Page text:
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job role perspective

Job Role Perspective Matters More Than You Realize

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What is your job role perspective? What is inside your frame, or what is out of bounds? Your focus and perspective will condition everything that happens next.

Many people have commented on the perception of how small our world really is.

Small World

You believe you have an uncommon name. You do a Google search and discover there are many others with the same name living in the same State as you.

Living in Vermont you decide to travel to Orlando. On the Disney Monorail you meet someone from your small hometown.

Your cousin who lives 100 miles away is getting married. You discover her future husband is the brother of your high school classmate.

There are so many things that make your world seem very small.

The same can be said of the work you do. It is true for your job role and your perspective.

Many workplace professionals feel overwhelmed with data. Too many email messages, too many database entries, too many options and too little time.

Your most recent Google search returns more than 2 million possible results.

It’s all so overwhelming.

Narrow Your Frame

What many people finally discover is that when they narrow their frame, things seem to fit.

It is about focus. Too scattered, too broad, and it becomes harder to comprehend or make sense.

Your job role has similar challenges.

When you choose to get caught up in the drama the information broadens. There is confusion between fact and opinion. What to believe and when?

Throughout the day, a meeting here or there, and then another right after. A conference call, an unexpected problem, and someone waiting to see you.

Overwhelmed, you seek shelter. A retreat, a pull-back, you just want to slow-things down for a few minutes.

This is all about your frame. The perspective of the work that you do.

Job Role Perspective

As you read this, millions of people around the world are reading too. There is no possible way you will ever read every sentence of every word they are reading.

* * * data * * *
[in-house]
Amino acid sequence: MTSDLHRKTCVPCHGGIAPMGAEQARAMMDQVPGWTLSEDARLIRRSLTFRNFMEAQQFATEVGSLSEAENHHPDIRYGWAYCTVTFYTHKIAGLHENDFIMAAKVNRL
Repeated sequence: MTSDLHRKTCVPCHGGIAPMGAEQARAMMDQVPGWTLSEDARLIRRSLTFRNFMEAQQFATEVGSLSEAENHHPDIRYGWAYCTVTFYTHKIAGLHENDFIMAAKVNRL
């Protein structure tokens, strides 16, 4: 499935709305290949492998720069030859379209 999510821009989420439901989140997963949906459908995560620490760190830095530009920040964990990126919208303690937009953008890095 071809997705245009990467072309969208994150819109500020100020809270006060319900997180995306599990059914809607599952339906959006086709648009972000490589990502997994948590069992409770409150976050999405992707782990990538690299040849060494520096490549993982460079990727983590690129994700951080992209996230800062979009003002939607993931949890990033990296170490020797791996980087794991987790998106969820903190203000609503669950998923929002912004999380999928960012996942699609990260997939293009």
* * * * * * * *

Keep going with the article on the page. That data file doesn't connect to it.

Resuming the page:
People are typing, clicking, pressing enter or tapping send. They’re uploading content, downloading images, and calling a friend.

All of it is too big to get your arms around. The frame is too big.

When you start to feel overwhelmed remind yourself that you have the ability to adjust your frame.

One thing at a time.

Keep it all in perspective.

Stay focused. Millions of things are happening around you, but right now, for you, it is simply one thing.

-DEG

Dennis E. Gilbert is a business consultant, speaker (CSPTM), and culture expert. He is a five-time author and the founder of Appreciative Strategies, LLC. His business focuses on positive human performance improvement solutions through Appreciative Strategies®. Reach him through his website at Dennis-Gilbert.com or by calling +1 646.546.5553.


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workplace complacency

Workplace Coasting Is a Downhill Slide

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Is workplace coasting dangerous? It definitely may be a downhill slide.

Statistics show us that motivation and engagement drop drastically after the first six months on the job. That slide continues until about year six, seven, or eight, when somewhat surprisingly things start to pick up.

Of course, it is a stat, and not applicable to everyone.

Caught in a Trap

There is a trap. A trap connected to comfort and complacency.

Eventually, many people find themselves just trying to make it through each day. They show up, get some stuff done, and coast.

Certainly, they don’t always recognize that they are coasting. Their belief often is that they are making appropriate contributions. They insist they are committed and working hard.

In some ways, they might be. Yet, in other ways, they may really be coasting.

Workplace Coasting

Stretch a conversation about commitment and complacency far enough and you’ll find people who insist that their continued commitment outweighs any coasting.

I come in fifteen minutes early every day so I also leave fifteen minutes early.

What’s in the break room for breakfast? I’m hungry this morning?

Let’s find a conference to go to. I need a few days out of the office.